To watch Amitabh Bachchan is to see someone embody both worldly masculinity and goofiness, un-self-conscious empathy and hurt distance, always at the same time. A few comparisons: Cary Grant, Chow Yun-Fat and, to a lesser extent, George Clooney, Harrison Ford and Simon Yam. He has the unusual quality of being both feline (tiger or tomcat, take your pick) and wolf-like. He's Jean Gabin and Jerry Lewis rolled into one, dead serious and giddy. There's nothing like seeing his harsh face smile. He sees the troubles of the world, and then he laughs, and then he's troubled again. Of all the big movie stars working right now (40 years in, he still makes a half-dozen films a year), he presents the greatest emotional range with the greatest ease. He doesn't force feelings; he's human, as human as Chaplin.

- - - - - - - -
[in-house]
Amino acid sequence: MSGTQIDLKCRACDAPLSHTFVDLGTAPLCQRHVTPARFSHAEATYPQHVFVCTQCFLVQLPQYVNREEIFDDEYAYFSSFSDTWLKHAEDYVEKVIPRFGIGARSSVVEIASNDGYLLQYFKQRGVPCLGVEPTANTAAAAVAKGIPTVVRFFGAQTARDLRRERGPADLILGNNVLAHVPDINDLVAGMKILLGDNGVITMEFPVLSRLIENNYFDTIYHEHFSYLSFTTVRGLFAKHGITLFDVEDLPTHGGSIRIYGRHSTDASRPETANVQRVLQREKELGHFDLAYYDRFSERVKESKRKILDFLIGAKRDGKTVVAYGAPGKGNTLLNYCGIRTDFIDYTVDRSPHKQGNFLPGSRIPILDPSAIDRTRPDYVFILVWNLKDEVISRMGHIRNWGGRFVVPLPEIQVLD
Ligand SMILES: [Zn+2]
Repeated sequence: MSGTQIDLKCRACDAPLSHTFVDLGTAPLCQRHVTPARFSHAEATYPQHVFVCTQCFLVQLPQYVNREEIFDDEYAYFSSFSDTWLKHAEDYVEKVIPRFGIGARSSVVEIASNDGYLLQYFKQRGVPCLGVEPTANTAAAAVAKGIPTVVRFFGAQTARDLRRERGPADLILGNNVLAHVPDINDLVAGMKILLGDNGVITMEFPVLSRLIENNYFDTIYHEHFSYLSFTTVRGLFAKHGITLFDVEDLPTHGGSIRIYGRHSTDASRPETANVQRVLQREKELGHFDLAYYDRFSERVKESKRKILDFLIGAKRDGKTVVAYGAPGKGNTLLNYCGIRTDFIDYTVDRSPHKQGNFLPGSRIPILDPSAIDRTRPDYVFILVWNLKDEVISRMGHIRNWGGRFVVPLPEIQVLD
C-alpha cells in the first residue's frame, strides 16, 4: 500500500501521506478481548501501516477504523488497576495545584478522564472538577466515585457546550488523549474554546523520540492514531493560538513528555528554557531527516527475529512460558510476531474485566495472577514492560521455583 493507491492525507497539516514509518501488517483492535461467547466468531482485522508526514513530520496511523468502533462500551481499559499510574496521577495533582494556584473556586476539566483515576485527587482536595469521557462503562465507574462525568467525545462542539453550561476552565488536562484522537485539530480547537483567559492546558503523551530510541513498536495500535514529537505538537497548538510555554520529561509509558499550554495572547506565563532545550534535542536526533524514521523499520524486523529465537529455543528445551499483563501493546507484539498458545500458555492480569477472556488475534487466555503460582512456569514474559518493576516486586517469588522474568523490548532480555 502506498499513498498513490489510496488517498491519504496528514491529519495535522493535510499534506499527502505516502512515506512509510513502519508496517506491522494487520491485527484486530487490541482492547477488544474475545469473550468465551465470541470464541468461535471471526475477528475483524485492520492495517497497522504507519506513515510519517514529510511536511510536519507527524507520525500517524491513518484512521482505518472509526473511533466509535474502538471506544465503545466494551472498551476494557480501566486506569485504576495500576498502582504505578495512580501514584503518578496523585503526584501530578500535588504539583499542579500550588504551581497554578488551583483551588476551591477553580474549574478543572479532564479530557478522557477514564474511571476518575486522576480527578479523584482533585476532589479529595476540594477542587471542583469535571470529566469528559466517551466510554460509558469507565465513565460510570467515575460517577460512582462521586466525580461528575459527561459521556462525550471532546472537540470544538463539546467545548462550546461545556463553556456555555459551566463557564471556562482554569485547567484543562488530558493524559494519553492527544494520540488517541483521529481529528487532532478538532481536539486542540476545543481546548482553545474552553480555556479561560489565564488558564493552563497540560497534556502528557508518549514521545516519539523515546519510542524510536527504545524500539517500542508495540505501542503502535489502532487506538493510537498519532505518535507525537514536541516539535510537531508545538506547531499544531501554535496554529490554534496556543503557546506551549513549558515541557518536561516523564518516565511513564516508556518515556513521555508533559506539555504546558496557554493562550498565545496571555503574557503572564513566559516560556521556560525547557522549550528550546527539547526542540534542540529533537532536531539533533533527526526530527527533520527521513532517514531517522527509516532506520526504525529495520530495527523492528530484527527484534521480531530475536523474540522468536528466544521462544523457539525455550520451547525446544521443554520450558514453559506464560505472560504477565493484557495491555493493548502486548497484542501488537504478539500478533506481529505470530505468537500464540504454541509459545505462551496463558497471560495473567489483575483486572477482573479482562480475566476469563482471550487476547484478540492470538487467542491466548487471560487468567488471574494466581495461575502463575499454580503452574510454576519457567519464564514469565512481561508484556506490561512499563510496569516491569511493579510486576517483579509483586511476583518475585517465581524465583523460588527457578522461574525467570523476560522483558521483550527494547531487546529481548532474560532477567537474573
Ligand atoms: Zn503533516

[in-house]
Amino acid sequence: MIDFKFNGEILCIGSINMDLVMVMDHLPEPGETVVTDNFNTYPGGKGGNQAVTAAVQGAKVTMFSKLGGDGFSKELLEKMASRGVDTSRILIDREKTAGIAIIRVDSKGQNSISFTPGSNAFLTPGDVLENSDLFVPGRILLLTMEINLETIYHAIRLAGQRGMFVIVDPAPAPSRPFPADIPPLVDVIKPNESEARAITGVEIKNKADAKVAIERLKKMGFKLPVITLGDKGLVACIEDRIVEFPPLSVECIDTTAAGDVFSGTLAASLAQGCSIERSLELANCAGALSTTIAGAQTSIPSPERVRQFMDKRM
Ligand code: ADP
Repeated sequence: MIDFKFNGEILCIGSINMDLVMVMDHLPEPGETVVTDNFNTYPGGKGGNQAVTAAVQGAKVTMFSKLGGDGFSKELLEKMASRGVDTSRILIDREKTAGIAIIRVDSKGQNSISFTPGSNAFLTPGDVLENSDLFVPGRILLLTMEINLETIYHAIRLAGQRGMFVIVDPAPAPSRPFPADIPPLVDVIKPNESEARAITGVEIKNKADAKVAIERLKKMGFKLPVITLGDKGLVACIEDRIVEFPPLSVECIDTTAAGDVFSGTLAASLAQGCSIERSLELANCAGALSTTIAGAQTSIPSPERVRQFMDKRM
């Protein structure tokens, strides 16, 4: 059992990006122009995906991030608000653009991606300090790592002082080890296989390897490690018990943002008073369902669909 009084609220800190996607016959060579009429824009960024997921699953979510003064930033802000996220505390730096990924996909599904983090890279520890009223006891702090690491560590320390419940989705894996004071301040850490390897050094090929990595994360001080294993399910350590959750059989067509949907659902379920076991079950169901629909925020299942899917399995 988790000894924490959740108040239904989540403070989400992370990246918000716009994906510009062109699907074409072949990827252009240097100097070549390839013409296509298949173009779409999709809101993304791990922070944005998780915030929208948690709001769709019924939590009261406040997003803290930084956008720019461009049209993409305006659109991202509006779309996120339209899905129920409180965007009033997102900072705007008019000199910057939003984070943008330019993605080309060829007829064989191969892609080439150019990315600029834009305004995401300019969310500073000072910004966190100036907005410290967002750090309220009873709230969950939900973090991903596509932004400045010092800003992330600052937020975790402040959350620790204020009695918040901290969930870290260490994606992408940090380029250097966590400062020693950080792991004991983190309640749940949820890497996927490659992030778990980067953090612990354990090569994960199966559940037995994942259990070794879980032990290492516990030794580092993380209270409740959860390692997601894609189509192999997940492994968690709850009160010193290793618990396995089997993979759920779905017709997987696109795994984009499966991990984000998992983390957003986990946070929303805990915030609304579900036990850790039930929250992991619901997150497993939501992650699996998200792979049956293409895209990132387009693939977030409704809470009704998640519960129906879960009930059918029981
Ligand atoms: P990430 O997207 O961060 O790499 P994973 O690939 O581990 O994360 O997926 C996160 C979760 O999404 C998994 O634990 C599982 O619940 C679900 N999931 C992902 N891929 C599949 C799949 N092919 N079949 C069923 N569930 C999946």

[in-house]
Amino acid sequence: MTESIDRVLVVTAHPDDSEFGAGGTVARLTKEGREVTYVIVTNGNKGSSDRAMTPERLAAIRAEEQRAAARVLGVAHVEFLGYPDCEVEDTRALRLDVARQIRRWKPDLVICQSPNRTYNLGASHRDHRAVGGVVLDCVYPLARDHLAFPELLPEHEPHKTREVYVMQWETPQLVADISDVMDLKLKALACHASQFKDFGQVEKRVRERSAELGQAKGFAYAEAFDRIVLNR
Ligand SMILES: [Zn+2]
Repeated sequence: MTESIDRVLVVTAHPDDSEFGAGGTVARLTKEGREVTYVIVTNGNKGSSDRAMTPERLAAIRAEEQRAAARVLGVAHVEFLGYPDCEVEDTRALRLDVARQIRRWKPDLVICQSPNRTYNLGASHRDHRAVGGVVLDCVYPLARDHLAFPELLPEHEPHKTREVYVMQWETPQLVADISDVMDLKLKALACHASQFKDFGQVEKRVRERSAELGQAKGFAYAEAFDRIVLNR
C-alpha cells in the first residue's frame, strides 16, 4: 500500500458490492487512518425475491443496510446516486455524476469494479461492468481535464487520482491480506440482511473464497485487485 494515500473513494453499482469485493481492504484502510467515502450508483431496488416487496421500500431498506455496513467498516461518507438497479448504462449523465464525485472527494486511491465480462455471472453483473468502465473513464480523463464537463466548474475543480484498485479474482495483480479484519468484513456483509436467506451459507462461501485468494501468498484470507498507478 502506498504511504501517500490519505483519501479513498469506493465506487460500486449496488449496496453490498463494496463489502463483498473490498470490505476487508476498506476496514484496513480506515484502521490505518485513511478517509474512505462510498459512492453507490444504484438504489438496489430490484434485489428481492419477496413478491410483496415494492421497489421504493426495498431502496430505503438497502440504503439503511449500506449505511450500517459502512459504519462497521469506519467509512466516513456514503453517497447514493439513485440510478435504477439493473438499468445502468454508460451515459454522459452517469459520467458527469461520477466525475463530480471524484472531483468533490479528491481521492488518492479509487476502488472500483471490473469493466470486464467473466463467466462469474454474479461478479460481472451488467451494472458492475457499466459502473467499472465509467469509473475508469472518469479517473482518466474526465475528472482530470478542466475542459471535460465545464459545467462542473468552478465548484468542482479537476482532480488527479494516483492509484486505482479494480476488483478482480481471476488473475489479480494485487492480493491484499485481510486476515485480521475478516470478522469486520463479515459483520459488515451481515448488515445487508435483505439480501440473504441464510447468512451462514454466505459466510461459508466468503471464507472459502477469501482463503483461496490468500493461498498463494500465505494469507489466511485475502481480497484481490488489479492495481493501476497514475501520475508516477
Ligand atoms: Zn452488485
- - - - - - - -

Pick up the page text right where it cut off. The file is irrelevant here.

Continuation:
It's there even in his first big film, Zanjeer, where he plays, as he often does, a wronged man (no one seems so in their element portraying a character out of their element). But it isn't there right away; you have to wait for it. The first time you see him, when he sits up into the frame, waking up from the nightmare of the credits, it's not quite Bachchan, just a young man that looks a lot like him. There are small glimpses -- his facial expression during the job interview, the glint of ordinary sadism in his eye when he comes to confront the red-bearded villain at the market, the way his police uniform doesn't quite fit -- but not enough. But then he's in the hospital hallway, interrogating Jaya Bhaduri, playing a knife sharpener witness to a crime. It's their first movie together. He's a good foot taller, and there's no attempt made to hide the height difference. He sits down, twirling his baton, saying every sentence as if it ended in an inaudible sigh. He grabs her arm. "You're lying," the subtitles read. He drags her into the morgue. He's yelling. He lifts the sheets, showing her (but not us) the faces of the dead. Angrily, he hurls her out of the frame, and the camera bounds forward. For half a second, he's out of focus, and then the camera is staring him right in the face, and there are those great sad eyes, weary and resigned. And that's Bachchan.